Tim Brey said he feels he should be able to raise rents on his two-family building to recoup the money he has spent in restoring the building. 

Loughman — who lives in her multi-family home, exempting her property from the new rent control rules so long as she does so — said that two- and three-family property values will drop with rent control. She said she’s concerned small landlords will begin selling their properties to landlords who will charge even higher rents. 

“Study after study confirms that rent control reduces the value of properties. … The value of multifamily properties is a function of the rents they produce: the greater the rent, the higher the selling price,” Loughman said.

AhavaFelicidad, president of the Tenants Organization of Montclair, challenged the contention small landlords were selling due to rent control. She attributes any increase in sales of two- and three-family homes to landlords aging out and the extreme rise in sale prices during the pandemic.

“They weren’t selling because of rent control, because we didn’t have rent control,” she said.

The ordinance allows landlords to exceed the normal rent control rates due to certain hardships — when their expenses for a building exceed 65% of the gross income, when they conduct major capital improvements or when they add major additional services. Applications from landlords seeking those exceptions would be heard by a rent control board.

Loughman said she believes “rules and regulations” will take over “personal discretion” in the management of apartments in small buildings.

“I must register my apartment and detail my rents. My privacy is impinged on. The relationship between landlord and tenant has become adversarial since we must be guided by the rules of the rent control board,” Loughman said.

Eric Broms said the new ordinance puts an “undue burden” on small landlords in respect to a required registration process, and in the case of challenges to increase rent above the limits. 

“It’s going to affect values across the board, owner-occupied or not,” Broms said.

The ordinance creates a rent control officer position. The rent control board would meet three times a year, to issue rent control rules compatible with the law, to provide information to tenants and landlords on compliance, to hold hearings on hardship exceptions and to hear appeals of the rent control officer’s decisions. The board’s decisions could be appealed to the Essex County Superior Court.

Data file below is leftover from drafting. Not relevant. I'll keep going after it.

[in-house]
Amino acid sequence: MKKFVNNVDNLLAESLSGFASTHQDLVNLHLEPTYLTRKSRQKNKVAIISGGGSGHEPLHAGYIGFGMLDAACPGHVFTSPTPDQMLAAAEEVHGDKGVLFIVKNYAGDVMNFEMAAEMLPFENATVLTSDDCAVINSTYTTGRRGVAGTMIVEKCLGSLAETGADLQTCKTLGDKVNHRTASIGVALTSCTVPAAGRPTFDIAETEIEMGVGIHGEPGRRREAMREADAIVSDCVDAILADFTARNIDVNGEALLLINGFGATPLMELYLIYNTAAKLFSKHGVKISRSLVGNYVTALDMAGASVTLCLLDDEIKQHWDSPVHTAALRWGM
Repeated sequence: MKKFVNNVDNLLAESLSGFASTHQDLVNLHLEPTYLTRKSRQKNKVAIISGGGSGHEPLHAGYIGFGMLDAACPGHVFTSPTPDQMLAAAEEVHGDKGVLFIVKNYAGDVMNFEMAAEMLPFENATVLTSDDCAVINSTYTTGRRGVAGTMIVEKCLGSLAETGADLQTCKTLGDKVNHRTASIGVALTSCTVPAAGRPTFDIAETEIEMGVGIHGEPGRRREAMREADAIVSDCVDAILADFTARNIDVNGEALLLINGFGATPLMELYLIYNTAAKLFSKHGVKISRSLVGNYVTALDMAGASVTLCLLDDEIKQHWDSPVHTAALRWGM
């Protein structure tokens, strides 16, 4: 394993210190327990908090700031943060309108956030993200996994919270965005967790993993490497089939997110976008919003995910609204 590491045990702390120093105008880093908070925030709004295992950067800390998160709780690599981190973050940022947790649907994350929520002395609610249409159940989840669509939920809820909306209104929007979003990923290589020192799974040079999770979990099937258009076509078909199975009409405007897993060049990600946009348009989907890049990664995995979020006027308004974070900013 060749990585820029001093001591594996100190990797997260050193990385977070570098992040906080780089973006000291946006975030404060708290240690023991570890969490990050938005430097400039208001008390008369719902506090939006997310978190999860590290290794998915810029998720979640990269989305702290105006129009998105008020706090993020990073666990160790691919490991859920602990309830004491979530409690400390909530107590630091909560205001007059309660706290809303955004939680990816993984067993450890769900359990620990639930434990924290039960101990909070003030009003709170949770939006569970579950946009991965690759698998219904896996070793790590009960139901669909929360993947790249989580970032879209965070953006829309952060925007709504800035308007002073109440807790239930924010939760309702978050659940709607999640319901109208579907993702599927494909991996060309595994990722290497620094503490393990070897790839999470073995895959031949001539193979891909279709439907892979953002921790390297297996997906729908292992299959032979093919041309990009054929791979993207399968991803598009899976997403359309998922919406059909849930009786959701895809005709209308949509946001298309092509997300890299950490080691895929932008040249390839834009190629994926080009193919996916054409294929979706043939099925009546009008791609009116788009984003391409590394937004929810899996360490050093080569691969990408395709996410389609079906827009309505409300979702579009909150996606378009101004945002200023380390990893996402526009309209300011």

Yacobellis said that importance should now be placed on how rent control processes are executed through the board and the rent control officer.  

“How this is executed matters. The process should be clear with the user in mind and not creating a bureaucratic headache for everyone in town,” he said.

In neighboring towns with rent stabilization — Belleville, West Orange, Bloomfield, Clifton, Little Falls and Verona — the rules do not apply to two- and three-family properties.

With the addition of about 1,400 two- and three-family homes, rent control will now cover 60% of all renters in Montclair, small landlord and Housing Commissioner William Scott, who helped negotiate the new ordinance, said. There are an estimated 5,501 renter-occupied units in the township, according to the Census Bureau’s American Community Survey for 2020.

Rent control won’t apply to units in more recently constructed buildings — about 820 in total at Montclair Residences, Valley & Bloom, Montclairian II, Vestry, Westly, 2 South Willow and the Siena, according to Scott. New Jersey since 2008 has prohibited rent control on new buildings for 30 years after the date construction is completed or until after an initial mortgage is amortized, whichever comes first.

Rent control limits will also not apply to the approximate 750 affordable units in Montclair, which fall under state guidelines, Scott said.

When the rent control ordinance goes into effect, the temporary rent increase freeze will end, interim Township Attorney Paul Burr said.

Yacobellis called Montclair’s rent ordinance a “model policy.” 

“We got the biggest landlord and tenant negotiators in the state  — [tenants advocate] Mitch Kahn and [landlord] Ron Simoncini, both [of whom] have fought for and against rent control across the state — to agree on a rent control ordinance in Montclair after two decades. That’s amazing,” he said.